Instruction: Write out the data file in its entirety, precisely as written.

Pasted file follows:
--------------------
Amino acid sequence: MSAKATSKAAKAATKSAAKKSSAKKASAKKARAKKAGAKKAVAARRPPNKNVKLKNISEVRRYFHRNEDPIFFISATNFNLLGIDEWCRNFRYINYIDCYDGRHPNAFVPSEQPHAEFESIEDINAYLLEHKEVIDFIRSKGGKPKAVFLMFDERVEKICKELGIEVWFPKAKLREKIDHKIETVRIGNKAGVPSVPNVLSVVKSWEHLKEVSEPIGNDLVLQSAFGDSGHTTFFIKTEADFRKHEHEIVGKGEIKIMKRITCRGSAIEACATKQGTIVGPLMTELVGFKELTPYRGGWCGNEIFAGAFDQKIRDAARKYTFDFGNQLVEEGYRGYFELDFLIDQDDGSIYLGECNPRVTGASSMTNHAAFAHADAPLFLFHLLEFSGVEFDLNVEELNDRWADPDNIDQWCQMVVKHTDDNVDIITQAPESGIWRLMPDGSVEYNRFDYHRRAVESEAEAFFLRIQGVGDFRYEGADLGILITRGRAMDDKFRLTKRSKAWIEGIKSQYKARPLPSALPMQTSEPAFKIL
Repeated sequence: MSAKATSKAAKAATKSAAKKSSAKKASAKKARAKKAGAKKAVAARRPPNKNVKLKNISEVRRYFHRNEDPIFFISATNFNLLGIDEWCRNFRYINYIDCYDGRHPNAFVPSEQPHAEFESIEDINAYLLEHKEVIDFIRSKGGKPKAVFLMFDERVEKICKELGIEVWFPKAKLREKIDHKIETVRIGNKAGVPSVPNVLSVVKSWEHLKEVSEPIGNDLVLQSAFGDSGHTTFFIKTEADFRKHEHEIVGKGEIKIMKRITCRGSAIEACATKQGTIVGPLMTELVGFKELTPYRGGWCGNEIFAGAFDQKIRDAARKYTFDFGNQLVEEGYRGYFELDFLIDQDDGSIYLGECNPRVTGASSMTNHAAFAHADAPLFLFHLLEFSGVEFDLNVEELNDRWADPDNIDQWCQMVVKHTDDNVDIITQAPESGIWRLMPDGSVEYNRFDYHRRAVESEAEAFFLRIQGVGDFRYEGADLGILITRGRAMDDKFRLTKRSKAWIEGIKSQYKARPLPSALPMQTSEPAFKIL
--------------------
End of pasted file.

Amino acid sequence: MSAKATSKAAKAATKSAAKKSSAKKASAKKARAKKAGAKKAVAARRPPNKNVKLKNISEVRRYFHRNEDPIFFISATNFNLLGIDEWCRNFRYINYIDCYDGRHPNAFVPSEQPHAEFESIEDINAYLLEHKEVIDFIRSKGGKPKAVFLMFDERVEKICKELGIEVWFPKAKLREKIDHKIETVRIGNKAGVPSVPNVLSVVKSWEHLKEVSEPIGNDLVLQSAFGDSGHTTFFIKTEADFRKHEHEIVGKGEIKIMKRITCRGSAIEACATKQGTIVGPLMTELVGFKELTPYRGGWCGNEIFAGAFDQKIRDAARKYTFDFGNQLVEEGYRGYFELDFLIDQDDGSIYLGECNPRVTGASSMTNHAAFAHADAPLFLFHLLEFSGVEFDLNVEELNDRWADPDNIDQWCQMVVKHTDDNVDIITQAPESGIWRLMPDGSVEYNRFDYHRRAVESEAEAFFLRIQGVGDFRYEGADLGILITRGRAMDDKFRLTKRSKAWIEGIKSQYKARPLPSALPMQTSEPAFKIL
Repeated sequence: MSAKATSKAAKAATKSAAKKSSAKKASAKKARAKKAGAKKAVAARRPPNKNVKLKNISEVRRYFHRNEDPIFFISATNFNLLGIDEWCRNFRYINYIDCYDGRHPNAFVPSEQPHAEFESIEDINAYLLEHKEVIDFIRSKGGKPKAVFLMFDERVEKICKELGIEVWFPKAKLREKIDHKIETVRIGNKAGVPSVPNVLSVVKSWEHLKEVSEPIGNDLVLQSAFGDSGHTTFFIKTEADFRKHEHEIVGKGEIKIMKRITCRGSAIEACATKQGTIVGPLMTELVGFKELTPYRGGWCGNEIFAGAFDQKIRDAARKYTFDFGNQLVEEGYRGYFELDFLIDQDDGSIYLGECNPRVTGASSMTNHAAFAHADAPLFLFHLLEFSGVEFDLNVEELNDRWADPDNIDQWCQMVVKHTDDNVDIITQAPESGIWRLMPDGSVEYNRFDYHRRAVESEAEAFFLRIQGVGDFRYEGADLGILITRGRAMDDKFRLTKRSKAWIEGIKSQYKARPLPSALPMQTSEPAFKIL